EAST MOLINE — Aldermen voted Monday and approved hiring a law firm to help re-create a tax-increment financing district for a project planned at the former Case-New Holland site.
In 2010, the River Eagle group — composed of Mike VanDeHeede, Matt Stern, Dan Murphy and state Sen. Mike Jacobs, D-East Moline — bought 132 acres of the site for about $1.5 million with plans to develop into it into Fountainhead of the Quad Cities, a mixed business and residential district.
In late 2011, the city created a TIF for the $200 million project. But earlier this year, it was learned the tax assessment was not adjusted to reflect the property's purchase price, remaining at an older and much higher valuation of about $6 million. To fix the issue, the original TIF must be erased and replaced.
At Monday night's meeting, aldermen unanimously approved hiring Schiff Hardin to provide legal counsel to the city as it creates a new TIF district. Ald. Helen Heiland, 1st ward, was not present.The firm's services, covered by River Eagle, could cost up to $15,000, said city administrator Cole O'Donnell.
Aldermen also unanimously approved a $49,800 contract with EnviroNET to address contamination near the former East Moline city landfill. Although there is little or no public danger, recent groundwater tests indicated the contamination levels were too high.
EnviroNET will inspect the site, determine the cause of the problem and help find a solution.
Acting as the committee of the whole, aldermen also unanimously approved a special meeting at 6 p.m. Nov. 26 to begin budget discussions.
City finance director Megan Petersen said the initial levy proposed for East Moline's portion of the property tax levy indicates a decrease in residents' bills.The owner of a $100,000 home paid about $710 on East Moline's portion of the levy for 2011, she said. This year, it would be $705.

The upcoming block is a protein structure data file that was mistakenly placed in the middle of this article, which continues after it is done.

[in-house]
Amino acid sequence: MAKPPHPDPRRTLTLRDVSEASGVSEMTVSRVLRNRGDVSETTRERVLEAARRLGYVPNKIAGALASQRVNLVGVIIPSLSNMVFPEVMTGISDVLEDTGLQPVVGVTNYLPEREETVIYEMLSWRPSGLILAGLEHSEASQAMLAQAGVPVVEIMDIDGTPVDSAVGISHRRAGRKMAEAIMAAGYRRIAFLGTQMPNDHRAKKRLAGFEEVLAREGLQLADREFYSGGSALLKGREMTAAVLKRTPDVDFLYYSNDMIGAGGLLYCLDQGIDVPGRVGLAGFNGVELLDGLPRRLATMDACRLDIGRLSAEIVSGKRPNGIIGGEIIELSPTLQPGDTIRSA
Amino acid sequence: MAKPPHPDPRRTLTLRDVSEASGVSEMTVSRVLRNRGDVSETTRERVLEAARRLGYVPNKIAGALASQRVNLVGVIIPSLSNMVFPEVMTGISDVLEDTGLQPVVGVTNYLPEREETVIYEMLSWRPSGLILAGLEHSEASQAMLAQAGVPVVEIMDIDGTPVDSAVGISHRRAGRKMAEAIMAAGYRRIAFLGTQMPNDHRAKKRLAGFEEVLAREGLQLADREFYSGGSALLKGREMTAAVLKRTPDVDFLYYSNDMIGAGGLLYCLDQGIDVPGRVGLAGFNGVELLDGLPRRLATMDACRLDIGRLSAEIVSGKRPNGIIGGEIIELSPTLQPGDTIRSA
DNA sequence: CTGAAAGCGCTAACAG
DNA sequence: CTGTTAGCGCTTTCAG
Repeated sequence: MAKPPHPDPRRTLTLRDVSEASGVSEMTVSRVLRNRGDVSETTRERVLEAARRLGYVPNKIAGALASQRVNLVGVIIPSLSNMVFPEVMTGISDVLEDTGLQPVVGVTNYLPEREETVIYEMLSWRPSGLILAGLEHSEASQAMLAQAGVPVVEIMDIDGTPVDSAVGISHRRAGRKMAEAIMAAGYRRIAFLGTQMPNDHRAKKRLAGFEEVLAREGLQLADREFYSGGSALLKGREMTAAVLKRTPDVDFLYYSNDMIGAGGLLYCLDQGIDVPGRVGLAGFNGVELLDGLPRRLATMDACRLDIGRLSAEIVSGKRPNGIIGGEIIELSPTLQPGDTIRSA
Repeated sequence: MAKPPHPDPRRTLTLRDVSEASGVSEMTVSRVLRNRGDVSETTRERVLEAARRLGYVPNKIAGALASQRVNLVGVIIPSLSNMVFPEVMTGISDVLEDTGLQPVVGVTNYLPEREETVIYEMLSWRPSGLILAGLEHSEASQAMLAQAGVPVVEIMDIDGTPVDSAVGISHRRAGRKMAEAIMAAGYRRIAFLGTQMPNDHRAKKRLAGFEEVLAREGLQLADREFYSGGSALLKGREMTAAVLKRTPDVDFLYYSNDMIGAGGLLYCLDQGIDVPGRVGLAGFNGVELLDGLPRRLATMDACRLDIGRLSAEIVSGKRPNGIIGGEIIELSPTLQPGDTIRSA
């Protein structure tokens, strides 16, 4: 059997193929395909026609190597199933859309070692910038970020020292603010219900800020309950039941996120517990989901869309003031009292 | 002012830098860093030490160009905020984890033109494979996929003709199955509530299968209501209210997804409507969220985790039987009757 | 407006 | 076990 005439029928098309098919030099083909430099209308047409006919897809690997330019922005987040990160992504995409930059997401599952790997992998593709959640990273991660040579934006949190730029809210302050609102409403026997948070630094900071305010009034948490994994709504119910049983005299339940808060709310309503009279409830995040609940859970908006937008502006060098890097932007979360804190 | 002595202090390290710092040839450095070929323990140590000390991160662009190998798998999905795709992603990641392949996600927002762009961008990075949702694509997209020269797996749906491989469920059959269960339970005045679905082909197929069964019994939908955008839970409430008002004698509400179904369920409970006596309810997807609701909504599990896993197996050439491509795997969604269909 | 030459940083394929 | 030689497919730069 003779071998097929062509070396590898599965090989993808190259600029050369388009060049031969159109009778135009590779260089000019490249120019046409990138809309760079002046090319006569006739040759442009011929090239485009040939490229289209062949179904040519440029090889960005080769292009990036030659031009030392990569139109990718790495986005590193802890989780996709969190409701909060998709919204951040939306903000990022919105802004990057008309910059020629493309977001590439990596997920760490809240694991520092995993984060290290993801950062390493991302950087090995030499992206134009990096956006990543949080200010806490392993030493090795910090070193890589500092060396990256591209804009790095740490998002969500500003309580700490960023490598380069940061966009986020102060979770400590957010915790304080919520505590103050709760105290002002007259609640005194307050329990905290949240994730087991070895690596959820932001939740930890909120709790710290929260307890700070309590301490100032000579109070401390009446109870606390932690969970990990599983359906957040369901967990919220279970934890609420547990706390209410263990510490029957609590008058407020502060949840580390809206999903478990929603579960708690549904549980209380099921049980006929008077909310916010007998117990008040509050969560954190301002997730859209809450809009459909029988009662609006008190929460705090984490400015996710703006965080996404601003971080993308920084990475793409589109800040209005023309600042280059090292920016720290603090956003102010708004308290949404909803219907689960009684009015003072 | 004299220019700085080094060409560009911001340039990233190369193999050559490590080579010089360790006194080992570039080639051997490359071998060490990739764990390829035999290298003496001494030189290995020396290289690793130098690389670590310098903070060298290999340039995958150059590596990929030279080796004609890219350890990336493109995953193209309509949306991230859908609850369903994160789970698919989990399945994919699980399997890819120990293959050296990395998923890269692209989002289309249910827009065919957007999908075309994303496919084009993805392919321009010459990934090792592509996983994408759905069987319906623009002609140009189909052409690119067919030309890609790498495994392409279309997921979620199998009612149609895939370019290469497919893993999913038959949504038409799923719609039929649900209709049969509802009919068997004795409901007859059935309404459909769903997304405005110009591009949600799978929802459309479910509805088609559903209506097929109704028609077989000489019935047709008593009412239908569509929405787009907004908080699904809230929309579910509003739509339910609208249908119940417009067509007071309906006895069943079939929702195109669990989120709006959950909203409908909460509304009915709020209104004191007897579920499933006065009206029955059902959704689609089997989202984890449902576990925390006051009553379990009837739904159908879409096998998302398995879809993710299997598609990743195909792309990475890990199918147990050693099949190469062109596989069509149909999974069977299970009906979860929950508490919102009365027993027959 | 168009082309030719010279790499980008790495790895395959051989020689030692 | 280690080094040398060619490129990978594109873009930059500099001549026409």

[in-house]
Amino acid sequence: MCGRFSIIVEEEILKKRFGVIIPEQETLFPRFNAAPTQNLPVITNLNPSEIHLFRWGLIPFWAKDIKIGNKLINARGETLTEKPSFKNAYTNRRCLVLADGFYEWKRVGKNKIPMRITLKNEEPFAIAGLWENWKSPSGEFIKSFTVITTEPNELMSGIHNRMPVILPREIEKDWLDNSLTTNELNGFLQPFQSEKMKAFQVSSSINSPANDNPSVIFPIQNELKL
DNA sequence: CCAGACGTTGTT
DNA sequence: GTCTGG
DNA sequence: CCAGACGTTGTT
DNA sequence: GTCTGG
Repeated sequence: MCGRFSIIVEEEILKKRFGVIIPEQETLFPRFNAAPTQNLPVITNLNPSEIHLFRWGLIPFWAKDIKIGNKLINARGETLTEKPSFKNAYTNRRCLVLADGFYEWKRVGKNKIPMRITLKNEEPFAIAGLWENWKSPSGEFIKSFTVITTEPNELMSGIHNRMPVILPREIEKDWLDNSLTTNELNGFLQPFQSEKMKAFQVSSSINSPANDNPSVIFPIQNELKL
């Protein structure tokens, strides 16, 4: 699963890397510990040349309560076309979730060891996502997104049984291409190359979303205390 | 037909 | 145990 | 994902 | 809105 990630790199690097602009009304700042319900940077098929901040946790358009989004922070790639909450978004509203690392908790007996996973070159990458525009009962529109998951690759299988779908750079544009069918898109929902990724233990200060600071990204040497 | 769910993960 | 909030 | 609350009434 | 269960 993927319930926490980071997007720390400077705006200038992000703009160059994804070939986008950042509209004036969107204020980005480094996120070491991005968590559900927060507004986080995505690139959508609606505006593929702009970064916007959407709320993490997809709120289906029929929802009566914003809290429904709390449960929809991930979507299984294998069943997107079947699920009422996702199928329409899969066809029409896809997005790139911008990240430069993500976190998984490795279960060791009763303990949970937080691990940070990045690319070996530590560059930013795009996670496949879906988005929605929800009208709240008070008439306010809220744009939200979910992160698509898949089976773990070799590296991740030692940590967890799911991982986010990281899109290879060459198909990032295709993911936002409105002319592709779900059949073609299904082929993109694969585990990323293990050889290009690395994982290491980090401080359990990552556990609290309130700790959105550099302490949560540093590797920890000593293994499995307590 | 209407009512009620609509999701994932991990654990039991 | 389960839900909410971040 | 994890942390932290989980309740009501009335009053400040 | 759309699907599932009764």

A capital plan introduced earlier this month includes about $9.3 million in potential needs, including new police and fire radios, a replacement water tower and a new emergency generator. At Monday night's meeting, aldermen received an updated version totaling $31,852,500, due to projects added by the city's engineering department.
Reports on those projects were not ready when the initial proposal was introduced, Mr. O'Donnell said. Aldermen requested more time to review the plan when it was first presented, he said, giving staff time to update it.
Today is Thursday, Dec. 5, the 339th day of 2013. There are 26 days left in the year. 1863 -- 150 years ago: A new passenger car has been placed on the Coal Valley railroad, and R.R. Cable is running the trains at present. 1888 -- 125 years ago: The Rev. G.W. Gue preached a convincing sermon on the need of a new First Methodist Church in Rock Island 1913 -- 100 years ago: Dr. W.S. Marquis preached his farewell sermon at Broadway Presbyterian Church to the combined congregations from First Methodist, First Baptist, United Presbyterian and South Park Presbyterian churches. 1938 -- 75 years ago: Rock Island's mayor is seeking to enforce the rules governing PWA projects in the city which state that local men are to be hired for the work. 1963 -- 50 years ago: The Argus Santa Claus requests that the names of needy Rock Island boys and girls through 12 years of age be registered by parents or guardians from 10 a.m. to 4 p.m. on Dec. 11or Dec. 14. 1988 -- 25 years ago: Alcoa and its employee union have reached tentative agreement on a 43-month labor contract covering about 7,500 workers at six plants, including 1,900 employees at Alcoa's Davenport Works, company and union officials said today.